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Dismissal for some other substantial reason

24 Apr 2017

The recent Employment Appeal Tribunal (EAT) decision in Ssekisonge v Barts Health NHS Trust gives a helpful reminder of the sorts of situation where dismissal for ‘some other substantial reason’ (SOSR) might be appropriate and the approach that a Tribunal will take in assessing the fairness of the dismissal.

Mrs Ssekisonge came to the UK and was given indefinite leave to remain by the Home Office in October 2000. In January 2007 the Home Office questioned her true identity and her right to British citizenship.

In 2011 Mrs Ssekisonge started working with the Trust as a nurse. At the time she made no mention that the Home Office had raised an issue regarding her nationality and validity of her passport.

In April 2014 the Disclosure and Barring Service (DBS) informed the Trust that Mrs Ssekisonge’s DBS Certificate had been revoked. The Trust undertook an investigation but relied heavily on the Home Office view that Mrs Ssekisonge was practising and employed under a false identity. Mrs Ssekisonge provided her own information to the Trust as to her identity as part of that investigation including information regarding on-going judicial review proceedings she was pursuing in respect of her status.

Ultimately the Trust’s investigation accepted the Home Office concerns regarding the Mrs Ssekisonge’s identity and right to work. 

The Trust held a disciplinary hearing and decided to dismiss Mrs Ssekisonge on the basis of SOSR that Mrs Ssekisonge’s identity remained in question and caused serious concern regarding her right to work. The Trust acknowledged that there were on-going judicial review proceedings but felt it could not await the outcome of those proceedings. 

By the time of Mrs Ssekisonge’s appeal against her dismissal, her DBS Certificate had been reinstated. Notwithstanding this, the Trust upheld the dismissal on the basis of concerns regarding Mrs Ssekisonge’s identity.

Mrs Ssekisonge pursued a claim to the Employment Tribunal but the Tribunal concluded that the dismissal was for SOSR and that it was fair. 

Mrs Ssekisonge appealed against the Employment Tribunal’s decision on the basis that:

  1. Where dismissal is for SOSR, as opposed to conduct, the Tribunal should undertake a more careful evaluation and broader consideration of the interests of justice than in the case of a conduct dismissal.
  2. Where the dismissal is for SOSR, the Tribunal is required to carry out an evaluation of the balance of prejudice, i.e. evaluate the harm that would be caused to the employer by continuing to employ the employee, against the harm caused to the employee by dismissing her. In particular, Mrs Ssekisonge alleged that by the time of the appeal her DBS had been reinstated and that the Trust should have allowed her to continue working on the basis that if her right to work was subsequently revoked, she could be dismissed then. She also pointed out that the decision to dismiss her represented the loss of her livelihood.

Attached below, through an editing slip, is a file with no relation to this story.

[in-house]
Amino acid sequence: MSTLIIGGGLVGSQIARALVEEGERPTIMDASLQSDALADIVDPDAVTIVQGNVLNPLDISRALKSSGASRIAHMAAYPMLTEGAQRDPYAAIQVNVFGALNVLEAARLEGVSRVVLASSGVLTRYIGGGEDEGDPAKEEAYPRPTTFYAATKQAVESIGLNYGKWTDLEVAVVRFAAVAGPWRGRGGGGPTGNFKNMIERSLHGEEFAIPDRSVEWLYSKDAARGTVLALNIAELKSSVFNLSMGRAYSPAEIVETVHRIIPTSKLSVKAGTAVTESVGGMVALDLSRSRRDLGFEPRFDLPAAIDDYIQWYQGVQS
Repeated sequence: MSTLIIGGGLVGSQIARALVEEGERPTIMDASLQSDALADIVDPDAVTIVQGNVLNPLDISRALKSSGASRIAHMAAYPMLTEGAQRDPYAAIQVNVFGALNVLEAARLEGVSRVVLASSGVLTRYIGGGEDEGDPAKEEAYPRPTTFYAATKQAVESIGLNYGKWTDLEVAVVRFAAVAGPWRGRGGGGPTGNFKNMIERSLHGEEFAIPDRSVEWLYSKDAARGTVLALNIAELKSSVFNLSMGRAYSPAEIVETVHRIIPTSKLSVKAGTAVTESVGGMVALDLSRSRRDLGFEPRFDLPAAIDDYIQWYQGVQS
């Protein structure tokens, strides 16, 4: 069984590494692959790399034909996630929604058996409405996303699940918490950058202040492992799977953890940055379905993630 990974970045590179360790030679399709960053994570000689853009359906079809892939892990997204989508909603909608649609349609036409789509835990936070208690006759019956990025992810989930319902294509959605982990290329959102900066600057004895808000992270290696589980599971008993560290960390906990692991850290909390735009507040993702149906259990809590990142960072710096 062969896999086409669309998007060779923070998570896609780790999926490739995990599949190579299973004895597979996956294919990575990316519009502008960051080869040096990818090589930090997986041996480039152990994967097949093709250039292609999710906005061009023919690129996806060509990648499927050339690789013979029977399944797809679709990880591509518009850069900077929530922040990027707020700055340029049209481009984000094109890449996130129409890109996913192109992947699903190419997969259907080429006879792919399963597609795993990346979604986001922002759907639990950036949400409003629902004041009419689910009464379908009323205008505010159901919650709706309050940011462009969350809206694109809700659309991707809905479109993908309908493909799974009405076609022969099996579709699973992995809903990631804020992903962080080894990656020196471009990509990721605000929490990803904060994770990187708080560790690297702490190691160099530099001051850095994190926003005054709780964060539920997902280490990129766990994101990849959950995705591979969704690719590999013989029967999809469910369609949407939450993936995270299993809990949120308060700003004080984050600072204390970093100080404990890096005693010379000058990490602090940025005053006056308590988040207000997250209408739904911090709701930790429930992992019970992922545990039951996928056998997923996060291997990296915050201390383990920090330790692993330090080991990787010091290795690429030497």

3. The Trust’s own investigation into Mrs Ssekisonge’s identity and immigration status was inadequate and the Trust had relied too heavily on the Home Office’s view.

The EAT rejected the appeal. It accepted that the decision came within the band of reasonable responses. It upheld the Tribunal’s decision that the Trust’s investigation and dismissal processes had been fair. In particular it regarded the Trust’s evaluation of the respective prejudice that would be suffered by either the Trust or Mrs Ssekisonge as satisfactory and it was satisfied that the Trust had undertaken adequate enquiries of its own in relation to the issues.

Key points for employers

The main lessons to be drawn from the case are:

  1. SOSR remains an option for an employer as a reason for dismissal where there is no fault on the part of the employee.
  2. Where an employer does rely on SOSR it does not impose any additional burdens on the employer in terms of justifying the dismissal.
  3. The test remains whether the employer’s decision to dismiss falls within the band of reasonable responses.
  4. As part of its evaluation the employer should weigh up the balance of prejudice to the employee (were the employer to dismiss) against the prejudice to the employer (were the employment to continue).

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